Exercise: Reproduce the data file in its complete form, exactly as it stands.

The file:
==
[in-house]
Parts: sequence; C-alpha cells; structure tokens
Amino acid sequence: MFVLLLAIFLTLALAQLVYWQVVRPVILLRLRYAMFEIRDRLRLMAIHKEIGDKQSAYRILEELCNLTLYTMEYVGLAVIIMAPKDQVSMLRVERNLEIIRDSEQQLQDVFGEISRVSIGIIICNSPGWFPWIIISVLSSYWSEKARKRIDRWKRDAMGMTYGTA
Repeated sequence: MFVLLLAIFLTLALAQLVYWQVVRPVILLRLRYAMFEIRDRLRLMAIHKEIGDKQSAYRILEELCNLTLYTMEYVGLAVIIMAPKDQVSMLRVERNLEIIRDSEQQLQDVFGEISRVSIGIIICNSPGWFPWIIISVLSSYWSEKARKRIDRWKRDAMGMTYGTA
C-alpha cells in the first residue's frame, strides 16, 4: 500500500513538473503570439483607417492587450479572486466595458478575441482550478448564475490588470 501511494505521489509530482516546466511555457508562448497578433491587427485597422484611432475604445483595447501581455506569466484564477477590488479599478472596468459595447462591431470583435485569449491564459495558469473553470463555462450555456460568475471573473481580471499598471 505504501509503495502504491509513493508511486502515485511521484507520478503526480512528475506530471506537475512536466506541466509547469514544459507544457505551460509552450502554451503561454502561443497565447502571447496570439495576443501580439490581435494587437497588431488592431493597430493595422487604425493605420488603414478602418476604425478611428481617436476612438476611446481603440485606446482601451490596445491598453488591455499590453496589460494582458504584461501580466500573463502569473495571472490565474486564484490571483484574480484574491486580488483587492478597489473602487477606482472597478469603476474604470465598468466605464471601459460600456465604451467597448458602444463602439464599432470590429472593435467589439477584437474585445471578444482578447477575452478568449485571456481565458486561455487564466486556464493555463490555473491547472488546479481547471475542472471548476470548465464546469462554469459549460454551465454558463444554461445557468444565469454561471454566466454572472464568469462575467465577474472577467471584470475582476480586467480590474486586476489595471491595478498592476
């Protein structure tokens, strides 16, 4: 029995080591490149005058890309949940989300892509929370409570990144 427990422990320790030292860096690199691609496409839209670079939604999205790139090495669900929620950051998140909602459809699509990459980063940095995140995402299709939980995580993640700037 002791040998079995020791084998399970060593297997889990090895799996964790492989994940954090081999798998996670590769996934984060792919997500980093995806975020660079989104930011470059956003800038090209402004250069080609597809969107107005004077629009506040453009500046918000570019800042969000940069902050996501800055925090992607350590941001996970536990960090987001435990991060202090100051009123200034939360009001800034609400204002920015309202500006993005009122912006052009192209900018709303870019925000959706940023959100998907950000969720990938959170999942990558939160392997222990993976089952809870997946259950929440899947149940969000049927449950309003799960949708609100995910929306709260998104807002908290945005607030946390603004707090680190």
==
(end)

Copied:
[in-house]
Parts: sequence; C-alpha cells; structure tokens
Amino acid sequence: MFVLLLAIFLTLALAQLVYWQVVRPVILLRLRYAMFEIRDRLRLMAIHKEIGDKQSAYRILEELCNLTLYTMEYVGLAVIIMAPKDQVSMLRVERNLEIIRDSEQQLQDVFGEISRVSIGIIICNSPGWFPWIIISVLSSYWSEKARKRIDRWKRDAMGMTYGTA
Repeated sequence: MFVLLLAIFLTLALAQLVYWQVVRPVILLRLRYAMFEIRDRLRLMAIHKEIGDKQSAYRILEELCNLTLYTMEYVGLAVIIMAPKDQVSMLRVERNLEIIRDSEQQLQDVFGEISRVSIGIIICNSPGWFPWIIISVLSSYWSEKARKRIDRWKRDAMGMTYGTA
C-alpha cells in the first residue's frame, strides 16, 4: 500500500513538473503570439483607417492587450479572486466595458478575441482550478448564475490588470 501511494505521489509530482516546466511555457508562448497578433491587427485597422484611432475604445483595447501581455506569466484564477477590488479599478472596468459595447462591431470583435485569449491564459495558469473553470463555462450555456460568475471573473481580471499598471 505504501509503495502504491509513493508511486502515485511521484507520478503526480512528475506530471506537475512536466506541466509547469514544459507544457505551460509552450502554451503561454502561443497565447502571447496570439495576443501580439490581435494587437497588431488592431493597430493595422487604425493605420488603414478602418476604425478611428481617436476612438476611446481603440485606446482601451490596445491598453488591455499590453496589460494582458504584461501580466500573463502569473495571472490565474486564484490571483484574480484574491486580488483587492478597489473602487477606482472597478469603476474604470465598468466605464471601459460600456465604451467597448458602444463602439464599432470590429472593435467589439477584437474585445471578444482578447477575452478568449485571456481565458486561455487564466486556464493555463490555473491547472488546479481547471475542472471548476470548465464546469462554469459549460454551465454558463444554461445557468444565469454561471454566466454572472464568469462575467465577474472577467471584470475582476480586467480590474486586476489595471491595478498592476
């Protein structure tokens, strides 16, 4: 029995080591490149005058890309949940989300892509929370409570990144 427990422990320790030292860096690199691609496409839209670079939604999205790139090495669900929620950051998140909602459809699509990459980063940095995140995402299709939980995580993640700037 002791040998079995020791084998399970060593297997889990090895799996964790492989994940954090081999798998996670590769996934984060792919997500980093995806975020660079989104930011470059956003800038090209402004250069080609597809969107107005004077629009506040453009500046918000570019800042969000940069902050996501800055925090992607350590941001996970536990960090987001435990991060202090100051009123200034939360009001800034609400204002920015309202500006993005009122912006052009192209900018709303870019925000959706940023959100998907950000969720990938959170999942990558939160392997222990993976089952809870997946259950929440899947149940969000049927449950309003799960949708609100995910929306709260998104807002908290945005607030946390603004707090680190």